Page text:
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Educational groups at odds over mandatory reporting of child abuse

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Organisations say teachers need training to identify the signs of neglect and abuse. File pic
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Organisations representing early childhood services and teachers are divided over calls for mandatory reporting of suspected child abuse but united in their belief that teachers need more training.

Dame Karen Poutasi’s joint review into the children’s sector, following last year’s murder of five-year-old Malachi Subescz by his caregiver, recommended professionals working with children should be required to report suspected abuse and they should also receive compulsory training.

Teachers at the early childhood centre Malachi attended before he turned five noticed injuries on the boy, but did not follow the centre’s policies for dealing with suspected abuse.

Organisations including Te Rito Maioha Early Childhood New Zealand, the Early Childhood Council and the Educational Institute said teachers needed training to identify the signs of neglect and abuse.

But while Te Rito Maioha, the Principals’ Federation and the Post Primary Teachers’ Association supported compulsory reporting of suspected abuse, the Educational Institute worried there might be unintended consequences and the Early Childhood Council said teachers needed legal protection so they were more confident about alerting authorities.

Early Childhood Council chief executive Simon Laube said mandatory reporting was likely to be an extension of the current approach, which punished centres for sometimes minor oversights.

“We need to look at why the reporting is not happening at the moment, it’s not because of a lack of mandatory reporting,” he said.

“The inherent problem with this is it’s about suspected abuse, so it’s always going to be a grey area so what we’re saying, and it’s a kind of variation on mandatory reporting, is just give teachers legal protection so that they can report it, a bit like whistle-blower protections, without getting into trouble.

“So just protect the person who you want to report, that’s what you should do from a legislative point of view.”

Laube said it was almost inevitable every early learning service would at some point enrol a child suffering abuse.

“If you look at the statistics across New Zealand, the child abuse statistics, they’re horrific. So that means if you spread them across the country, every centre should have touched child abuse in some shape or form at some point because it’s so prevalent,” he said.

The union for primary school and kindergarten teachers, the Educational Institute, also had doubts about mandatory reporting.

“Schools and centres work hard to develop relationships of trust with parents and families and so mandating reporting could create some perverse consequences that would need careful consideration,” NZEI president Liam Rutherford said in a statement.

“Children would be better protected in the current system though if schools and centres were all resourced with professional training and better support to work through the best outcomes for children in these situations.”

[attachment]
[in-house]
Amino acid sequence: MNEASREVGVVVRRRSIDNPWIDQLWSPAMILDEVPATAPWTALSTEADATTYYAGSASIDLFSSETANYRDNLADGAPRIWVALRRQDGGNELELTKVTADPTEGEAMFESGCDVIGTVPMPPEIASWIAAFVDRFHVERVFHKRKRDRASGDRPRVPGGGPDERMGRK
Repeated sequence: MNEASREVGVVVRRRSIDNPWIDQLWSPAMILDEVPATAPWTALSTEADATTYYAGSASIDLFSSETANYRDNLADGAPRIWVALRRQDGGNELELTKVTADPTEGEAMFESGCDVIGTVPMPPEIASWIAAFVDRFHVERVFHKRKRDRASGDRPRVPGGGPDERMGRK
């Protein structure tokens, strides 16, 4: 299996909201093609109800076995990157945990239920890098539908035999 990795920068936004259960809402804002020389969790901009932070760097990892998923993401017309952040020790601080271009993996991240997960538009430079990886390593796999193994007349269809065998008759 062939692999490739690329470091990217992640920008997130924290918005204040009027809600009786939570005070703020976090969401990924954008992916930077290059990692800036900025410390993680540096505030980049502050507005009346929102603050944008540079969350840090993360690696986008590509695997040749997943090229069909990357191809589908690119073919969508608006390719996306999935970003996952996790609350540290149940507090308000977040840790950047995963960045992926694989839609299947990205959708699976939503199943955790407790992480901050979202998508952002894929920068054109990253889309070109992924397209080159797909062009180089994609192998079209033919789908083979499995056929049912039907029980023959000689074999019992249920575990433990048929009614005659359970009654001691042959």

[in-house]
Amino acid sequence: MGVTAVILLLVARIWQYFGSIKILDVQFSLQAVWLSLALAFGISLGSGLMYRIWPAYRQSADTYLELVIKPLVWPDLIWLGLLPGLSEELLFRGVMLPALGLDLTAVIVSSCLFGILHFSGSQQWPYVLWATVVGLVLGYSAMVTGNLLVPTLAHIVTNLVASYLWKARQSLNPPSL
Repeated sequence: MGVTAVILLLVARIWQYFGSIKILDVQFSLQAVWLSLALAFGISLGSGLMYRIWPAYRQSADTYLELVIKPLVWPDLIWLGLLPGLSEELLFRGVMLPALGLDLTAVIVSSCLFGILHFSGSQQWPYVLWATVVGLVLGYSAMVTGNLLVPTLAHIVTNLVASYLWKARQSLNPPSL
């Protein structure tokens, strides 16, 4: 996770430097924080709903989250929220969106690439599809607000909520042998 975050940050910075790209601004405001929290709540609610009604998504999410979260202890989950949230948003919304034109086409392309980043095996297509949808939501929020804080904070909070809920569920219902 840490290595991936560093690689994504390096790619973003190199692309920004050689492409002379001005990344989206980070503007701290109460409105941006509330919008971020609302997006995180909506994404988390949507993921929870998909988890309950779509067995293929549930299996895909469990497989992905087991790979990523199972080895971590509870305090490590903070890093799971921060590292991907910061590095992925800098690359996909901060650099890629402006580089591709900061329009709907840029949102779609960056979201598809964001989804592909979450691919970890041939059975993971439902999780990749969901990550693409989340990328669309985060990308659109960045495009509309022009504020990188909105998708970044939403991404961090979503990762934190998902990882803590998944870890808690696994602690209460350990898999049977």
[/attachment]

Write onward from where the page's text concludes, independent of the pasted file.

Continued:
Te Rito Maioha Early Childhood New Zealand chief executive Kathy Wolfe said teachers and managers were sometimes unsure when and if they should report suspected abuse.

“Some you absolutely know actually that there’s something definitely awry here, but sometimes they’re a bit cautious and rightly so, because they don’t want to put family and parents in a position that they potentially didn’t need to find themselves in,” she said.

“There’s definitely services that have done right by children, but then there’s also been experiences where it’s kind of fallen a bit awry, because it turns out that the child was not subject to abuse so it’s very delicate for our services.”

Training provides clarity

Safeguarding Children chief executive Willow Duffy said the child protection charity had trained about 46,000 people and they were much more confident about reporting suspected abuse.

“When we follow them up after the training and we say to them ‘what stops you?’, they say nothing would stop them. So when they’ve got clarity and they understand what the signs of abuse and neglect are and how to respond to it and they understand how to share information and that they can share information and they understand how to respond to disclosures, they’re very clear,” she said.

Government-funded education providers were required to have policies for identifying and responding to suspected child neglect and abuse, but there was no requirement for training, Duffy said.

“You will get some organisations, schools, ECE centres or whatever, who actually put that into their budget, that make it a priority that their staff have training, but you’ll get other organisations that only act upon that when they’ve been burnt. So when there’s been a child who’s been abused and neglected or if there’s an incident or a near miss or that type of thing,” she said.

Training should be compulsory for teachers, Duffy said.

“In some respects, I think mandatory training is more important than mandatory reporting. We’ve got to equip our frontline workers with the knowledge and skills and capabilities to be able to recognise and respond to child abuse and neglect and be able to decide whether something should be reported to a statutory agency,” she said.

“These frontline workers have to be trained. They have to be trained regularly and they have to be supported, because they all want to do the right thing for children, but at the moment they’re doing their job with both hands tied behind their back, and if we just do mandatory reporting they’ll have one hand tied behind their back and it will make the situation worse.”

Story Credit: rnz.co.nz

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